Volkswagen is prepping for an EV lap record on the Nürburgring's Nordschleife

Volkswagen ID. R electric race car profile

It set a record at last year's Pikes Peak hillclimb, and now Volkwagen's electric ID R racer is going for another iconic racing benchmark. VW will attempt to set the unofficial lap time record for electric vehicles on the Nürburgring's Nordschleife circuit. Four-time winner of the ‘Ring's annual 24-hour race, Romain Dumas, who also set the Pikes Peak record, will be at the wheel. Testing begins at the famed course this week. The current record of 6:45.90 was set by the Nio EP9 in 2017.

Fans will be able to train alongside Dumas, at least virtually, with a digital version of the ID R developed for the RaceRoom simulation that VW is also releasing today.

The ID R is based on a Le Mans Prototype monocoque made by Norma, and it was developed with the help of VW's Porsche corporate subsidiary along with Volkwagen's own product development team.

Though they are both timed competitions, the priorities for a hillclimb are different from those on a racetrack. The ID R's two motors still put out a total of 670 horsepower and 479 lb-ft of torque, and the two lithium-ion battery packs still have a combined 40 kWh of capacity, but the energy management and regenerative braking system have been modified to maintain the state of charge for the entire 12.9-mile lap of the ‘Ring.

The Pikes Peak hillclimb has a similar distance, 12.42 miles, but the thin air as racers approach the 14,115-foot peak and the 156 corners on the Colorado course require maximum downforce and grip more than ultimate speed on the relatively short straights.

Volkswagen ID. R electric race car driving simulator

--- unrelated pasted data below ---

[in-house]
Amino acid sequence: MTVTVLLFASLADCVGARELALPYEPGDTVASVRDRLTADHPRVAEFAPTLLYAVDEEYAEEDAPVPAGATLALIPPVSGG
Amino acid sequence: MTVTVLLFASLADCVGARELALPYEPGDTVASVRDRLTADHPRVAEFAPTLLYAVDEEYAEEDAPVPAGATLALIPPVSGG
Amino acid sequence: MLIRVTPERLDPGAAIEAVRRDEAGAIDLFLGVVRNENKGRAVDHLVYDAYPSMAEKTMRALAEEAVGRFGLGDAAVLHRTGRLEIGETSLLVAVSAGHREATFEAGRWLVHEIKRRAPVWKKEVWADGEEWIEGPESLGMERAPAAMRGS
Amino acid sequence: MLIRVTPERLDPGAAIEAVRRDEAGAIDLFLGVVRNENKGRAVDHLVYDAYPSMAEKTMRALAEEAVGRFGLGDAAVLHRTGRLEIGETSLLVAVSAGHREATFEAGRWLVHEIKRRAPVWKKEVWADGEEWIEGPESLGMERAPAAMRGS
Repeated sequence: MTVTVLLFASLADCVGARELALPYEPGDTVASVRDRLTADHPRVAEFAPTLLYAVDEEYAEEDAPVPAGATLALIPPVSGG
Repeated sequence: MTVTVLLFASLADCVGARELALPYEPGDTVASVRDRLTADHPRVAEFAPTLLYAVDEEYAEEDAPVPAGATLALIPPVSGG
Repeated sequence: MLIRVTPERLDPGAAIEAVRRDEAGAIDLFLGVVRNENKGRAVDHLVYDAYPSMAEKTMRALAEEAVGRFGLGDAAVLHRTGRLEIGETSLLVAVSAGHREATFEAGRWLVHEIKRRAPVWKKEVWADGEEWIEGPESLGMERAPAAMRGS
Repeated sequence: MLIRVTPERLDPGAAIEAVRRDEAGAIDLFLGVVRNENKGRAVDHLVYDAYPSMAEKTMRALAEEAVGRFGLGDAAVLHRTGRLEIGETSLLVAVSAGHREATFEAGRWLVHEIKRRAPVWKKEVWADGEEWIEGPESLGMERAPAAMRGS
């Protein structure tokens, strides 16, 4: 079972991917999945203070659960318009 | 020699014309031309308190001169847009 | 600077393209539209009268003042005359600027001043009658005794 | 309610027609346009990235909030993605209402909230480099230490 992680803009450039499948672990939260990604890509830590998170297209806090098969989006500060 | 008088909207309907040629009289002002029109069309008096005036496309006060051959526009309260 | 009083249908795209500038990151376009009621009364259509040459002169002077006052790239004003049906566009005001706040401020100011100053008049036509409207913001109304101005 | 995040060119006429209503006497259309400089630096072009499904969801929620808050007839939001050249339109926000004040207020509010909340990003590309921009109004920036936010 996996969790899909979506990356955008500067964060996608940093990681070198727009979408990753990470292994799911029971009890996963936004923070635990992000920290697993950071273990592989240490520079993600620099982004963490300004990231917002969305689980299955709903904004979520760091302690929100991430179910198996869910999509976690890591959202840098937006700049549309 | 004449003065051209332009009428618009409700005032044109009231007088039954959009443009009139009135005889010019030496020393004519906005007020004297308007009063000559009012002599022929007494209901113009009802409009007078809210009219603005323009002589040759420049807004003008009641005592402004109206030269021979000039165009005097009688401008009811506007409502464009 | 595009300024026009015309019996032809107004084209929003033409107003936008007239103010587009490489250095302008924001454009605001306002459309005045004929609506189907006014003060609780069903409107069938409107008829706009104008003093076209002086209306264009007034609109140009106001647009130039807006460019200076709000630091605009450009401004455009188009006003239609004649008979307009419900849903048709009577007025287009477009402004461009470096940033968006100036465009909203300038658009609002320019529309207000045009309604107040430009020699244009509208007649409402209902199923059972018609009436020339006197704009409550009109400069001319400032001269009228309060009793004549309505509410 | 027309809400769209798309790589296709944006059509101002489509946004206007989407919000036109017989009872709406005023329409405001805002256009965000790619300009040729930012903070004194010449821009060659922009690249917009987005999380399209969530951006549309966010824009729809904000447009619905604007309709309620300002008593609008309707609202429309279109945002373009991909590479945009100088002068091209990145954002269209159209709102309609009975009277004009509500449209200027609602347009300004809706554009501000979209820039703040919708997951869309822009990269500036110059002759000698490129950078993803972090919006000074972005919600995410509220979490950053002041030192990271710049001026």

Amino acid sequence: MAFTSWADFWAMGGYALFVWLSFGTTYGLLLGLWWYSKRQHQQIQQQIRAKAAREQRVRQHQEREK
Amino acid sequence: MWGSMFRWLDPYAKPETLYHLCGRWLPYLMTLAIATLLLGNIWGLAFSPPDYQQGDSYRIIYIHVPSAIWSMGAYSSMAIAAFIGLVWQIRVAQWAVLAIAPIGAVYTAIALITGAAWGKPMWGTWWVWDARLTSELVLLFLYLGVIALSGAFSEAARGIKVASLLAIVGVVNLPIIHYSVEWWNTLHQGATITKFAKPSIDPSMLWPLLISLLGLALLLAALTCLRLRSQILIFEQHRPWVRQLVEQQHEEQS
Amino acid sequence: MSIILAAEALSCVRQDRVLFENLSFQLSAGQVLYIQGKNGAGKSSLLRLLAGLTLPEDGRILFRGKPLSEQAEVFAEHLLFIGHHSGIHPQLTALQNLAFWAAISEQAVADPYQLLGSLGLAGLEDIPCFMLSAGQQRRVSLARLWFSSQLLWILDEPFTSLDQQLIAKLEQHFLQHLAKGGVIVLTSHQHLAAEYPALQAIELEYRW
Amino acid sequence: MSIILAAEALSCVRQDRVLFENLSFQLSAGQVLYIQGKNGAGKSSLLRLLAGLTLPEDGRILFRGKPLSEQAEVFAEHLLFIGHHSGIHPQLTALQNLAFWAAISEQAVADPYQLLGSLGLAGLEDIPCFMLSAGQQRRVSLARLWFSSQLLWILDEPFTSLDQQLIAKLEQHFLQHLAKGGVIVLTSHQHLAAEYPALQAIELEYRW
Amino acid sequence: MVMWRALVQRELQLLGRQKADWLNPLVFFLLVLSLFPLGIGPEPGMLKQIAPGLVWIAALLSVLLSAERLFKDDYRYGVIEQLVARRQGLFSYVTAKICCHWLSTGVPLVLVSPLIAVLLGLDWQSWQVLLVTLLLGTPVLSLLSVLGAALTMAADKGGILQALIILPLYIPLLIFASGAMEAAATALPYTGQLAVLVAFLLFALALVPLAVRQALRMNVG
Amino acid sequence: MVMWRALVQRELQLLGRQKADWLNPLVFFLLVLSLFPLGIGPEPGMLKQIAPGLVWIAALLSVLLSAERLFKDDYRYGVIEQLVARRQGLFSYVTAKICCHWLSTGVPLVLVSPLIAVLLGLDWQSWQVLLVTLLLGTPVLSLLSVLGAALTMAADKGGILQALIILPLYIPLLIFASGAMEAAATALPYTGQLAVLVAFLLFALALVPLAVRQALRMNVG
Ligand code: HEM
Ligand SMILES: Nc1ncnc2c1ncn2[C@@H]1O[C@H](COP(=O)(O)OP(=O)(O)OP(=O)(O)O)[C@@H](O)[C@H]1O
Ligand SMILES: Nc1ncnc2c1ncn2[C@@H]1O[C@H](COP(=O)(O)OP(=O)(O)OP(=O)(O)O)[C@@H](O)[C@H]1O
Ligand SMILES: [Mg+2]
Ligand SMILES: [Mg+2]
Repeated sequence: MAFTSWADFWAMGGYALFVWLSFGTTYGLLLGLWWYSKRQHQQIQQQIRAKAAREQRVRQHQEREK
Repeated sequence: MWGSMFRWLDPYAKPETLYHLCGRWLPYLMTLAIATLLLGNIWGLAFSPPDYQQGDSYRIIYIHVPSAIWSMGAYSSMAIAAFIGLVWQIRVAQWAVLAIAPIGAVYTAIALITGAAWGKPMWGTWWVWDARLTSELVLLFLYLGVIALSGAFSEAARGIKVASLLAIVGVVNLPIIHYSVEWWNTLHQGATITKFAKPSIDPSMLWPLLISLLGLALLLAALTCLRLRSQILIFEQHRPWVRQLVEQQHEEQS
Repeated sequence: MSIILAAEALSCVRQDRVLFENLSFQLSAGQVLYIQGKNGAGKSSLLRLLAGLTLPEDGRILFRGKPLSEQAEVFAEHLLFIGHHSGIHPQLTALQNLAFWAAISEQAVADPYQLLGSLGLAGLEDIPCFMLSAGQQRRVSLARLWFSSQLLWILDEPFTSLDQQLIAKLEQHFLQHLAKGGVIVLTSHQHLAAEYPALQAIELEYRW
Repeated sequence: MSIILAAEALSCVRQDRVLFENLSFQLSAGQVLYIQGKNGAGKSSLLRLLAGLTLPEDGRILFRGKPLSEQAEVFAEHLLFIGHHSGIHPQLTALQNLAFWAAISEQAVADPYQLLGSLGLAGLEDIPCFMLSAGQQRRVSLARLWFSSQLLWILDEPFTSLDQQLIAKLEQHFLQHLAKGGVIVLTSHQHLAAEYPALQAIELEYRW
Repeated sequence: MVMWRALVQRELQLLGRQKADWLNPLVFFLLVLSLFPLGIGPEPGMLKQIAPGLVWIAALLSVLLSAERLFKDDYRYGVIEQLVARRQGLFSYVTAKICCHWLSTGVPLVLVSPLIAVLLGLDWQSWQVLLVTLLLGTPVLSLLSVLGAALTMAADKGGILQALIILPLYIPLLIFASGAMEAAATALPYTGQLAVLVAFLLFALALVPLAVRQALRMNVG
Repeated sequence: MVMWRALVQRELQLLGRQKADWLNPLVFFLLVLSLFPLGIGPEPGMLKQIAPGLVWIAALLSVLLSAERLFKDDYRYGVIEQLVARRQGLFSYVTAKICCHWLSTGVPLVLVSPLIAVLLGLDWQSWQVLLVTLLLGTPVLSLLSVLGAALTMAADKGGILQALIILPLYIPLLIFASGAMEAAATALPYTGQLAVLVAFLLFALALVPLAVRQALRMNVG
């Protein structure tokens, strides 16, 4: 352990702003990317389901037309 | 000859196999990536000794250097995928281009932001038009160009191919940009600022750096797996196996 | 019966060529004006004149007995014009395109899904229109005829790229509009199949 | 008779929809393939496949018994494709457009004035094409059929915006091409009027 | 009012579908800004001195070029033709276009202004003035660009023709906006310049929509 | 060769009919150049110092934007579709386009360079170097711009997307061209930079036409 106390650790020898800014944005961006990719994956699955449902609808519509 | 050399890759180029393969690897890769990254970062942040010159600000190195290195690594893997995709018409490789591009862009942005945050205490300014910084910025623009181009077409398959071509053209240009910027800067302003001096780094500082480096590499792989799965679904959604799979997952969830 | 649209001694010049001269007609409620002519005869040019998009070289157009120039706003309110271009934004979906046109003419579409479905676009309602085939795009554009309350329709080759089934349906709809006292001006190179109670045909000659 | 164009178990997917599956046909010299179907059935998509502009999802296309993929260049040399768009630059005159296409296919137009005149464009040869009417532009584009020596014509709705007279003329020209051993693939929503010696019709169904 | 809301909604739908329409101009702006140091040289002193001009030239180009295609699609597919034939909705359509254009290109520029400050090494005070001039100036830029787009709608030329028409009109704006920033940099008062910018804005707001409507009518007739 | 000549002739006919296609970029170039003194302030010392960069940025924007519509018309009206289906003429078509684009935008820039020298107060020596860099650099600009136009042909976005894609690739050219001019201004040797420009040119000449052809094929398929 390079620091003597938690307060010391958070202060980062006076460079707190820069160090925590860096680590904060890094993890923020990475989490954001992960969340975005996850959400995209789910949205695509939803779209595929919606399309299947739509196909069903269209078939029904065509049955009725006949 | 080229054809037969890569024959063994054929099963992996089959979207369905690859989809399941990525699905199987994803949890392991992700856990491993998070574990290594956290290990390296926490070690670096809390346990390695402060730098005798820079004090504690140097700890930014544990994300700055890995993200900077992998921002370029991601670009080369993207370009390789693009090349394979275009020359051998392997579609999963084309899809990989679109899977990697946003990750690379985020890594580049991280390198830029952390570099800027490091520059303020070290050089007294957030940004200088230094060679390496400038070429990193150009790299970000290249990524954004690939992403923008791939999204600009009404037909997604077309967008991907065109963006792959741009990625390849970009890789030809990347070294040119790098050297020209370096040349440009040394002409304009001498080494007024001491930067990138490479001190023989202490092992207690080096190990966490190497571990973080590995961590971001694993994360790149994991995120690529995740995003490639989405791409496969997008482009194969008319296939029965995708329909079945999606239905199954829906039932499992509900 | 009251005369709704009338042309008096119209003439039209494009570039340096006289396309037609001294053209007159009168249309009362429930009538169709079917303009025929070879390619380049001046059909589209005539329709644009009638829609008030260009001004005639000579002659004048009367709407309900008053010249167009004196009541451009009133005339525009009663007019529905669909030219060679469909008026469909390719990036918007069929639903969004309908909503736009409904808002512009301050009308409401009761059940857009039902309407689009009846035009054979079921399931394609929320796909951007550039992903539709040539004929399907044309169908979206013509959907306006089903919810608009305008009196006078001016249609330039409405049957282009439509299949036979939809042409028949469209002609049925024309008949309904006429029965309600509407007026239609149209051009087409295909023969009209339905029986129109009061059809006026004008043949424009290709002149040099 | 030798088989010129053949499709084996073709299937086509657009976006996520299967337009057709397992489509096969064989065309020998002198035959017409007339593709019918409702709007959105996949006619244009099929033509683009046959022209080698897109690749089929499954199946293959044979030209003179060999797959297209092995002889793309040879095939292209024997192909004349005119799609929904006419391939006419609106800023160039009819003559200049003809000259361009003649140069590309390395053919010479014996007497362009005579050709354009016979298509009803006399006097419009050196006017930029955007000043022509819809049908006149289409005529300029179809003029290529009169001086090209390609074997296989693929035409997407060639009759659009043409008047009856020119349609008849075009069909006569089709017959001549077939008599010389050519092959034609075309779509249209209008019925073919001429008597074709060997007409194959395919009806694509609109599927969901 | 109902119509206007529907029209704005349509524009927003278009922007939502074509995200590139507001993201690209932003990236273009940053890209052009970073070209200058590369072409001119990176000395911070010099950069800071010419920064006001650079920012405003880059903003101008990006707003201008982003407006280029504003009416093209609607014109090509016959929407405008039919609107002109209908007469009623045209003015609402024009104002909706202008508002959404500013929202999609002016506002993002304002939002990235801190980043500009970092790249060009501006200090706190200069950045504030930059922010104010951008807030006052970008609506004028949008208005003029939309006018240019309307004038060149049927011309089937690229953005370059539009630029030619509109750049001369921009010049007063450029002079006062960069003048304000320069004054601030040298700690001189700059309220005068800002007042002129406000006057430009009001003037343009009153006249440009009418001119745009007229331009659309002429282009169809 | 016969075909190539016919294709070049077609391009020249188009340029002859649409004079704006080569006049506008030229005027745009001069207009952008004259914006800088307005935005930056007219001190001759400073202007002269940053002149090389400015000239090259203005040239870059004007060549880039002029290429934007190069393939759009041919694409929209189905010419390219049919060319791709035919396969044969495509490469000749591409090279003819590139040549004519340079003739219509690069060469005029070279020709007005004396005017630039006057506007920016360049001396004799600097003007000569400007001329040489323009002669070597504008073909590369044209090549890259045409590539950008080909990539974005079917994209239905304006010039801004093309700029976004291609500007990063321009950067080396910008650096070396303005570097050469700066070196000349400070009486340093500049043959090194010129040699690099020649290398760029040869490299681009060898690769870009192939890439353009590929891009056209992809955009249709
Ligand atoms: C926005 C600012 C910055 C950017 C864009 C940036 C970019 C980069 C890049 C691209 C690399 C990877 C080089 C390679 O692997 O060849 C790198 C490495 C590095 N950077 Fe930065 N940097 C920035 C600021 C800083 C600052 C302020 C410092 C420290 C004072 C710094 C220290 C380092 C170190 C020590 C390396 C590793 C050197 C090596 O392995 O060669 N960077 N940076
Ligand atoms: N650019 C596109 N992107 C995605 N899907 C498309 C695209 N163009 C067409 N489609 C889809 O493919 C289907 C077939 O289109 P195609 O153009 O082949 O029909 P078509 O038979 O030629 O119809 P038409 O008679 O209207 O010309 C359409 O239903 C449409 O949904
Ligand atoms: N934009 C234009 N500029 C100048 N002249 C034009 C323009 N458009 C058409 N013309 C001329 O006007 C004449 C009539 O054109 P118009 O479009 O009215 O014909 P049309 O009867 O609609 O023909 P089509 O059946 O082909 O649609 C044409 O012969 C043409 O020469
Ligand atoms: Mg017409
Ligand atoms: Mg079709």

Volkswagen ID. R electric race car front
Volkswagen ID. R electric race car wing
Volkswagen ID. R electric race car paint detail

The Nordschleife circuit also has many turns, somewhere between 70 and 170, depending on who is doing the counting, and the ‘Ring has 1000 feet of elevation changes, but the course never gets higher than 2000 feet above sea level. There are long straightaways on the circuit, and maximum straight line speed at the ‘Ring is just as important as cornering grip, so the ID R's aerodynamic package has been revised, and now includes a Formula 1-style drag reduction system. The DRS is essentially a hydraulically-adjustable rear wing that can be trimmed at the push of a button to reduce overall drag by 20 percent. The DRS has also been optimized to reduce battery load whenever possible.

A top speed of 168 mph, with an average speed of 112, is the target for the record. The Nio EP9 has 1341 horsepower, but weighs about 1300 pounds more than the Volkswagen and lacks the ID R’s aerodynamics. Assuming that VW is fairly confident it can set a new record, the next question remains how close it will be to the Porsche 919 Evo’s overall record of 5 minutes, 19.546 seconds.

To prepare for the record attempt, Dumas has run “countless” laps on the simulator now available to the public. The digital model of the ID R was created based on actual data from Volkswagen, with VW Motorsport engineers working with game developers to achieve realistic driving dynamics. For the ultimate in realism, you can also run the sim with VR goggles. You can see for yourself just how realistic the ID R sim is at www.racerroom.com/volkswagen.

The date for the actual record attempt has not yet been announced, and will likely be dependent on testing.